The final provisions of the Credit CARD Act take effect in August, but issuers are still in the dark about several key requirements that will affect how they calculate penalty fees.
Under the law, fees for late payments, exceeding credit limits and other transgressions must be "reasonable and proportional," but the Federal Reserve Board has yet to issue final rules interpreting those terms.
The draft policies that the Fed released in March have generated plenty of criticism from banks, which say the proposed rules would severely hurt their card-issuing operations.
"What's going on right now is we don't have final rules, and yet we have two pretty significant changes that are going to be going into effect," said Kathryn Kling, a partner who handles payments litigation with the Nelson Mullins Riley & Scarborough law firm in Washington.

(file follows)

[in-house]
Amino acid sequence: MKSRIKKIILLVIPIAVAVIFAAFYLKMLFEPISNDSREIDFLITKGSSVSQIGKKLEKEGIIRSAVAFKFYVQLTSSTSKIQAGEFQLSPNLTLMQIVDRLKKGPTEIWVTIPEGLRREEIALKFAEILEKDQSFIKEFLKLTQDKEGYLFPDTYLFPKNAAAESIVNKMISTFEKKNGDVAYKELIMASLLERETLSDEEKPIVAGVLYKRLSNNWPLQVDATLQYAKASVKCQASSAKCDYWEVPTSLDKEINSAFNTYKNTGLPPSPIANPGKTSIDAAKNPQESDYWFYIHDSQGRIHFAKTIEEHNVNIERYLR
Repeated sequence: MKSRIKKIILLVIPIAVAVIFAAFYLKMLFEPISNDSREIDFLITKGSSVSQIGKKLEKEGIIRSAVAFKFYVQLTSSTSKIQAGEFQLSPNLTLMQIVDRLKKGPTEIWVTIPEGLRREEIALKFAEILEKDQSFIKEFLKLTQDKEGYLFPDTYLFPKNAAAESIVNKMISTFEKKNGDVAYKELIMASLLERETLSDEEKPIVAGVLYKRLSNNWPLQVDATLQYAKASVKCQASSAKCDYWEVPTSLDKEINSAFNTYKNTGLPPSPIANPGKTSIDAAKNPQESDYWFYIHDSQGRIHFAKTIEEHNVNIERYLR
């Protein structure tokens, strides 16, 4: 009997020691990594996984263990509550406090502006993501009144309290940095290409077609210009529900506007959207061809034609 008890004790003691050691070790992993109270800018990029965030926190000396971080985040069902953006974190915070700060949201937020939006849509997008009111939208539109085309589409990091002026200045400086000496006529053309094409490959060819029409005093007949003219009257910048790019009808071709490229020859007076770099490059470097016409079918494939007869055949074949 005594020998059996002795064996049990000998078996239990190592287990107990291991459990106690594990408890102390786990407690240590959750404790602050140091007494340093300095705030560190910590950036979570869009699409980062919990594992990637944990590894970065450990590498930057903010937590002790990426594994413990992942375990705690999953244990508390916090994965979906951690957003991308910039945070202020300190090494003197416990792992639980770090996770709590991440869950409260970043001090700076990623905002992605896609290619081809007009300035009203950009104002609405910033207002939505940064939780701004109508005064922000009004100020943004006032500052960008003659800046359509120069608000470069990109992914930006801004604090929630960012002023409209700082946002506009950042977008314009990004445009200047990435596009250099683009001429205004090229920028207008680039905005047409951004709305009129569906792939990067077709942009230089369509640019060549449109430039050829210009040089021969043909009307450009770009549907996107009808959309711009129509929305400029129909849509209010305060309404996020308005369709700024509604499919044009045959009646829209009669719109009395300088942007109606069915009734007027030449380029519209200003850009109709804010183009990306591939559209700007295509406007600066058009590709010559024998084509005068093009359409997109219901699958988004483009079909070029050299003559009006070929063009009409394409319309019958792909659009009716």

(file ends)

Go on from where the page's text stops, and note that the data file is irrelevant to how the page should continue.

"It's really hard to be" prepared "until you know what you're getting ready for," Kling said.
Because the Fed has not issued its final rules, several major issuers declined to comment for this article, including JPMorgan Chase, Citigroup, Wells Fargo, Capital One Financial Corp. and American Express Co.
But in public comments submitted to the Fed in response to its proposed rules, several expressed concerns about fee limits and strongly disagreed with proposals that would prohibit them from incorporating the cost of chargeoffs and other losses into their fee calculations.
Charging penalty fees "to customers who do not comply with the credit agreement enables us to approve credit for certain credit segments who may not otherwise generate enough revenue to offset their risk," Kurt Grossheim, president of GE Money Bank, a division of General Electric Co., wrote in an April 14 letter. "Reducing late-payment fees would prevent us from offering those accounts and result in lower credit availability among customer segments that need it most."